Do you have a dog who hates car rides — or who looks afraid at even the mention of car travel? Maybe your dog refuses to jump in the car, or they shake and pant as you drive. Dog car anxiety isn’t uncommon, but there are some steps you can take to help your dog get over their fear of car rides.
Why is my dog terrified of the car?
First, it can help to pinpoint why exactly your dog has developed anxiety about car travel. Some dogs experience motion sickness, which can make them adverse to riding in a car; others lack a positive association with car rides.
If you are only traveling in the car with your dog to outings that they might not necessarily like — such as going to the vet or groomer — your dog might begin to associate the car with those less-than-desirable experiences. It’s also possible that something you weren’t aware of spooked your dog while they were riding in a vehicle. To turn things around, it’s time to build some positive associations between the car and your dog.
Steps to help dog car travel anxiety
We can help most dogs feel better about car rides by teaching them to associate the car with good things. Before starting these exercises, open a car window just a little for fresh air. If it’s hot outside, you might want to work in the evenings or early mornings. You could also cool the car before bringing your dog out to it, but don’t blast air conditioning on the dog.
Follow these steps to help combat a dog’s fear of car rides:
Step 1: Have your dog on leash if your car isn’t in an enclosed, dog-safe area. Open the car door, and anytime your dog looks at or approaches the car, toss them a high-value treat. Continue this, waiting to reward as your dog gets closer and closer to the car.
Step 2: Once you’ve established a positive association to being near the car, climb into the car holding the dog’s lead and place some high-value treats or a toy inside the threshold of the car. Putting it on the floor of the back seat will be a good place to start. Speak to your dog in a gentle, positive tone. Start moving farther inside the car, and place the treat and/or toy farther into the car. The goal is to have your dog feel relaxed enough to climb in the car.
Step 3: If your dog is still unwilling to climb in, gently pick them up and help them in. Attach their seatbelt or other dog car restraint. Then, sit next to your dog and offer praise. Use a toy or food as a reward. Then, teach your dog a release word, such as “OK,” and climb out together (you first) and go for a short walk — another reward. Practice this three times in one day.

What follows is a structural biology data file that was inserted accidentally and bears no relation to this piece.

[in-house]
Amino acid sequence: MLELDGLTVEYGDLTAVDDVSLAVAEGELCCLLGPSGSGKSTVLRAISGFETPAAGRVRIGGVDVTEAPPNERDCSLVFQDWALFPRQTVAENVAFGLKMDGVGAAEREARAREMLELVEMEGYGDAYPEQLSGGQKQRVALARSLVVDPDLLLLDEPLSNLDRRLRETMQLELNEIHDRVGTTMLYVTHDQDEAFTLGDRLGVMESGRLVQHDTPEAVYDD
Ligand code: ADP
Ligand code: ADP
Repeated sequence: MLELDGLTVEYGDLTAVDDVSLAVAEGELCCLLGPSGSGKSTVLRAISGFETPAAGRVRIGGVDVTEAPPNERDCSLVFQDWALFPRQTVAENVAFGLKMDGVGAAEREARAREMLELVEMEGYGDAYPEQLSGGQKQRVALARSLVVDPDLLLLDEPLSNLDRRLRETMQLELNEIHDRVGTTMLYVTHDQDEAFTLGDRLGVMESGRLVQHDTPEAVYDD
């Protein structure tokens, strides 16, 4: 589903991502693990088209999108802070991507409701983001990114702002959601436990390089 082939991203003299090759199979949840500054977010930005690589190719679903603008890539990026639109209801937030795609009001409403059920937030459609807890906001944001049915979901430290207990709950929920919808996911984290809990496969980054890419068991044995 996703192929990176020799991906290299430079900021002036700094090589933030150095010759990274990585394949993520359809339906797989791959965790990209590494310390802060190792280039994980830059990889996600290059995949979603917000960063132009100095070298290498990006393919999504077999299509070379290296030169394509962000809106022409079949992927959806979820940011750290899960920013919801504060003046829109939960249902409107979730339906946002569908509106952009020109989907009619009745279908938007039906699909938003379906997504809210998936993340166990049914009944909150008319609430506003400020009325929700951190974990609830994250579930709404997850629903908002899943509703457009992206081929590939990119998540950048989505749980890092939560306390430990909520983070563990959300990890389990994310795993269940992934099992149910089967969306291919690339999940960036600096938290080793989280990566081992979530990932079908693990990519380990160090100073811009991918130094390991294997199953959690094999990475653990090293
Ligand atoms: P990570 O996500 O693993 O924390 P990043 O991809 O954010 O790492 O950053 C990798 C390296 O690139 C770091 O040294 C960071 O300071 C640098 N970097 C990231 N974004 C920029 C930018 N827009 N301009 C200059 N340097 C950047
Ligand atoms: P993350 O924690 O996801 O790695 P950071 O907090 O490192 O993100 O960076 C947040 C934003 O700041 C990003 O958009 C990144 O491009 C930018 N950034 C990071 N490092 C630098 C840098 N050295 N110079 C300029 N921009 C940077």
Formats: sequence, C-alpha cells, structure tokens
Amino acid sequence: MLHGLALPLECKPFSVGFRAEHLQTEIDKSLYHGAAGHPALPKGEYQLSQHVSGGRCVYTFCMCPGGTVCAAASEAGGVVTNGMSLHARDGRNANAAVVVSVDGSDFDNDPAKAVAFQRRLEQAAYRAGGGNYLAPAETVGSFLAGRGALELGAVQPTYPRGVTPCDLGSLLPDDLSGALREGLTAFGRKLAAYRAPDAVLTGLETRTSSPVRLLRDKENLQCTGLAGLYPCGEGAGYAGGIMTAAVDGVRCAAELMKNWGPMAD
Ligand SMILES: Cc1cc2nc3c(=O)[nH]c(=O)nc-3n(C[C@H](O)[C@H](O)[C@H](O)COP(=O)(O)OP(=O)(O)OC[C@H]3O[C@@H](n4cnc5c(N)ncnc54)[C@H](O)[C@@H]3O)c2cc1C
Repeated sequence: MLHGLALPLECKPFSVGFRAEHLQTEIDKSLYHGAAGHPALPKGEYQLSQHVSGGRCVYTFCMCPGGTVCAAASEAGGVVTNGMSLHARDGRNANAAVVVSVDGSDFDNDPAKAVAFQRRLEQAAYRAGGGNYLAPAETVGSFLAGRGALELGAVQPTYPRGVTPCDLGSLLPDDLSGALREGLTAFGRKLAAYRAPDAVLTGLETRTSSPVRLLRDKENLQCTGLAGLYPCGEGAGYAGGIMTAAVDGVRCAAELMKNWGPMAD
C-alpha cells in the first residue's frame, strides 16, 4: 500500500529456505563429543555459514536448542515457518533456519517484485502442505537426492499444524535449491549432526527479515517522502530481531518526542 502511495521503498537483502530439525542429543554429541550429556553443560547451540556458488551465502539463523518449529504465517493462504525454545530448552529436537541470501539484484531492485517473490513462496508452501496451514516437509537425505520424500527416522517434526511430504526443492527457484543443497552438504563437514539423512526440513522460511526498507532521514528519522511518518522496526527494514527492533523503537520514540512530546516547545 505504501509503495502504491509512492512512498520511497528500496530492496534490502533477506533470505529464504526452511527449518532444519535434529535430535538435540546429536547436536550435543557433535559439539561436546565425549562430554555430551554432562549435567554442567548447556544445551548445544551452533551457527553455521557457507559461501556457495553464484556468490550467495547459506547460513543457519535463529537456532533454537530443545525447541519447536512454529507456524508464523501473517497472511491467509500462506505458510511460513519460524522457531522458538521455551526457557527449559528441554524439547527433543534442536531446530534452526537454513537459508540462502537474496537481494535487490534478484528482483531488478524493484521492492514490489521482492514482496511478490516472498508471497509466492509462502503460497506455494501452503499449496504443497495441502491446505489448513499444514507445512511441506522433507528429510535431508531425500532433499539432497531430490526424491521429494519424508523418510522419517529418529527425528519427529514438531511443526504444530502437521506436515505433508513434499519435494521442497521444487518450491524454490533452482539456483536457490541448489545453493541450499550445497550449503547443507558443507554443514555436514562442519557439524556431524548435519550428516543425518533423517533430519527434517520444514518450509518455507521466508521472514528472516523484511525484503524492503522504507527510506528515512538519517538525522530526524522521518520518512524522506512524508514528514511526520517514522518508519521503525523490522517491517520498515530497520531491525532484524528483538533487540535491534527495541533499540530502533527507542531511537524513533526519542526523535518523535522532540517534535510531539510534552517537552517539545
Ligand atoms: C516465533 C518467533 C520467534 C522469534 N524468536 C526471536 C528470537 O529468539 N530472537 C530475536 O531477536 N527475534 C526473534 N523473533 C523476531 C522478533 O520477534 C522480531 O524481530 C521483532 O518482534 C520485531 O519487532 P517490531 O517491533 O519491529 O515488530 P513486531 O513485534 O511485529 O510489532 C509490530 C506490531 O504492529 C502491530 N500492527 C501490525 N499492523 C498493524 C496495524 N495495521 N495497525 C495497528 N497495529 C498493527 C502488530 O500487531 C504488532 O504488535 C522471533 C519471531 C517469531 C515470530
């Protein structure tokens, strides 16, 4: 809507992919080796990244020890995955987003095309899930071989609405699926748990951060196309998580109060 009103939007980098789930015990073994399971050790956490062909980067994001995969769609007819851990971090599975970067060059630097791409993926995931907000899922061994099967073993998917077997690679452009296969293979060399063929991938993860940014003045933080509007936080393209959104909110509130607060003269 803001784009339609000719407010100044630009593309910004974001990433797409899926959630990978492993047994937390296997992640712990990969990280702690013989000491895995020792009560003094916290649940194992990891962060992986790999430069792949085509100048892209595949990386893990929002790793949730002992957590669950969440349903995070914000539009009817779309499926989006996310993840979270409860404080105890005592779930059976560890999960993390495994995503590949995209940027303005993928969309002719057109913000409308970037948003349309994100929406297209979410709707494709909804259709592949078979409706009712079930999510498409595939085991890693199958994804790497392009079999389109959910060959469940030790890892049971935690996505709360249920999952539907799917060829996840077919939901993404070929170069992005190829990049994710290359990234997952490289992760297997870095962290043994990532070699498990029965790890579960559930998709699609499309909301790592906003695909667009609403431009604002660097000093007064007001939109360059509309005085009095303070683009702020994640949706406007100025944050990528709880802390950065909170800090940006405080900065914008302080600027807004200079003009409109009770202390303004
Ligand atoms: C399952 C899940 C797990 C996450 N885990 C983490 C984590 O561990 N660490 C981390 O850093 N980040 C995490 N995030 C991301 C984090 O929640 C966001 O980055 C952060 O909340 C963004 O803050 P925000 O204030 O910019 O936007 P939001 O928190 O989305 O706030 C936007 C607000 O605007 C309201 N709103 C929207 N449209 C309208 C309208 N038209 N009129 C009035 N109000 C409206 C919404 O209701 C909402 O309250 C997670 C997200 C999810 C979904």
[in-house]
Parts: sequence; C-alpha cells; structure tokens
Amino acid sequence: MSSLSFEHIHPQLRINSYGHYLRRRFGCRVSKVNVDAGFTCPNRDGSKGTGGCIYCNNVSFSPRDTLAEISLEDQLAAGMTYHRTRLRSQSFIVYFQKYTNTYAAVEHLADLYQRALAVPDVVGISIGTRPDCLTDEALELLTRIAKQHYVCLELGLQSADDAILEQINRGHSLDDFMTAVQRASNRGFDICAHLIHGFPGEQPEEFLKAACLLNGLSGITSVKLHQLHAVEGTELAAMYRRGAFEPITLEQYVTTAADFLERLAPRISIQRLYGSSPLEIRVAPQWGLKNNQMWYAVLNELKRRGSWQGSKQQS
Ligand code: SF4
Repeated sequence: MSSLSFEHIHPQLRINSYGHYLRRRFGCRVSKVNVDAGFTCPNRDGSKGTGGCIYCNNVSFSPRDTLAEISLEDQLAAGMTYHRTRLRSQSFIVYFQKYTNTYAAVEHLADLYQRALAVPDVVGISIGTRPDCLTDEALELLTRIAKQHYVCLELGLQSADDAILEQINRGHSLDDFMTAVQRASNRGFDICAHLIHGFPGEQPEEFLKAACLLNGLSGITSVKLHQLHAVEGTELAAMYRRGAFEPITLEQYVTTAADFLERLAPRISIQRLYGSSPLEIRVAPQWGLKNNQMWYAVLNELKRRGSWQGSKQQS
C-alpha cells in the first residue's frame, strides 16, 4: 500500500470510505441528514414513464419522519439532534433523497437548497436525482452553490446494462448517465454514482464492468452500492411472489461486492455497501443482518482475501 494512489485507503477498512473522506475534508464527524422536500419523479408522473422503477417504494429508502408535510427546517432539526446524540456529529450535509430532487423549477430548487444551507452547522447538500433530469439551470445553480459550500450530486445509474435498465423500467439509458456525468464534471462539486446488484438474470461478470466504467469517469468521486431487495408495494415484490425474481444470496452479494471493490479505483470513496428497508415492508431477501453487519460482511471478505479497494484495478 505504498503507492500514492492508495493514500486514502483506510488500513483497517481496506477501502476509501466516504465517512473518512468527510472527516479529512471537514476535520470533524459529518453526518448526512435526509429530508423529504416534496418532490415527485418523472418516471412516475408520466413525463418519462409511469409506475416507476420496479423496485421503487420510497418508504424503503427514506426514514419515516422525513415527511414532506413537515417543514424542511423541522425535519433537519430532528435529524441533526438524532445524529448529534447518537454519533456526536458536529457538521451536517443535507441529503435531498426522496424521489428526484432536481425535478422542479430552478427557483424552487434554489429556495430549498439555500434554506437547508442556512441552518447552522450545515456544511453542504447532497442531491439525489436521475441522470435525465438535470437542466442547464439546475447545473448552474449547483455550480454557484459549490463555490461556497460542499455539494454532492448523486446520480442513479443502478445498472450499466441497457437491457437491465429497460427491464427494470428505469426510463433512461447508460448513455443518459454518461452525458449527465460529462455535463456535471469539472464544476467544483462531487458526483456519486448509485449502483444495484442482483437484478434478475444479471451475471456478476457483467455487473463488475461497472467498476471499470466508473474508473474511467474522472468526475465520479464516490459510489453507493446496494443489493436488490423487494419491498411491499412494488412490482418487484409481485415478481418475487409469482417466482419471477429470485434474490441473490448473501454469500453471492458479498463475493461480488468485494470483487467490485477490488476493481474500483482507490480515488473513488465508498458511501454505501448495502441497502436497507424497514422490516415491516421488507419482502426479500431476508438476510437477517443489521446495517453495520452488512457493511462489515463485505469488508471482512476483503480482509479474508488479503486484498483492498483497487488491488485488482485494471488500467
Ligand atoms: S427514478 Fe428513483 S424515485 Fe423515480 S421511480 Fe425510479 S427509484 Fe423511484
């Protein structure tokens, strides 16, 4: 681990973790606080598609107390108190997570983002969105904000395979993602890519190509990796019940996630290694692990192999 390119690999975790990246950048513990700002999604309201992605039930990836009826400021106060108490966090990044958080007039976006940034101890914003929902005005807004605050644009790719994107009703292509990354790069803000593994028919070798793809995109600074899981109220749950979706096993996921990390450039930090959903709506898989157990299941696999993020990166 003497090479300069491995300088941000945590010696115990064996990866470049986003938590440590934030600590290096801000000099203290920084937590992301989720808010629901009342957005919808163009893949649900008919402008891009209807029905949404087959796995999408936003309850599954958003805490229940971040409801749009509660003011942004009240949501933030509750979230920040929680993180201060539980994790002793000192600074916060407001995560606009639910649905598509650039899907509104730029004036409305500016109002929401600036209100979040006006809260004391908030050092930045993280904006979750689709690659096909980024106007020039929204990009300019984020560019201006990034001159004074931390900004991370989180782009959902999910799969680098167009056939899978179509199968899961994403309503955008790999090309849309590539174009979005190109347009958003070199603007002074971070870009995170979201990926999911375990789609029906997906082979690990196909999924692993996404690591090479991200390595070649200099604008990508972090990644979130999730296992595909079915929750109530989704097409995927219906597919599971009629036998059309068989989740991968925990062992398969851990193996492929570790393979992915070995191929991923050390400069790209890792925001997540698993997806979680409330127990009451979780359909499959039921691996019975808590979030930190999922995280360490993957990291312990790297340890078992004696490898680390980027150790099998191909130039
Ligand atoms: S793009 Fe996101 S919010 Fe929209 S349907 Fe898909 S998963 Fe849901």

Step 4: On another day repeat step 3, but this time have your dog eat a whole meal out in the car. Sit in the car with your dog next to you and let them eat. After they're finished, release your dog with an “OK” and take a walk.
Step 5: Dinner out again! This time, put the dog in the car with their food and start the engine. Don’t go anywhere; just start the car. If your dog is willing to eat with the motor running, let it run. If not, shut it off and let them finish eating. Then, release them and take your walk together.
Step 6: If the dog stopped eating with the motor on, try a higher-value food the next day. Repeat the previous day’s activity: Give a yummy dinner with the motor running, and take a walk afterward. Practice daily or nightly until your dog is relaxed, climbs in and out of the car, and enjoys dinner with the motor running.
Step 7: You have reached the big event: the car ride! Just like every other day, go out together, get in the car, and start the motor. Have the dog’s meal with you, but don’t serve it yet. Attach your dog’s seatbelt, and offer a toy for the short journey. As you leave the driveway, talk to and praise your dog. Drive no more than five minutes, and when you get back, serve your dog their meal in your driveway with the motor still running. Then release them, take a walk together, and offer lots of praise.
Practicing stress-free car trips with your dog
From this point on, practice daily and add drive time each day. If your dog starts to drool or become anxious at any time, stop and take a walk and then go home. Make the next day’s drive a little shorter, or take a route with fewer curves and bumps if you suspect that might make a difference.
You don’t need to serve full meals with these outings anymore, but a small treat or playtime are great rewards for stress-free trips. And even once your dog becomes reliably relaxed with these regular trips, remember to keep taking them for car rides that don’t include something potentially stressful like a vet appointment. That way, their positive association with the car can remain intact.
If your dog continues to display stress or anxiety in the car, please consult your veterinarian to inquire about medications for anxiety and/or car sickness.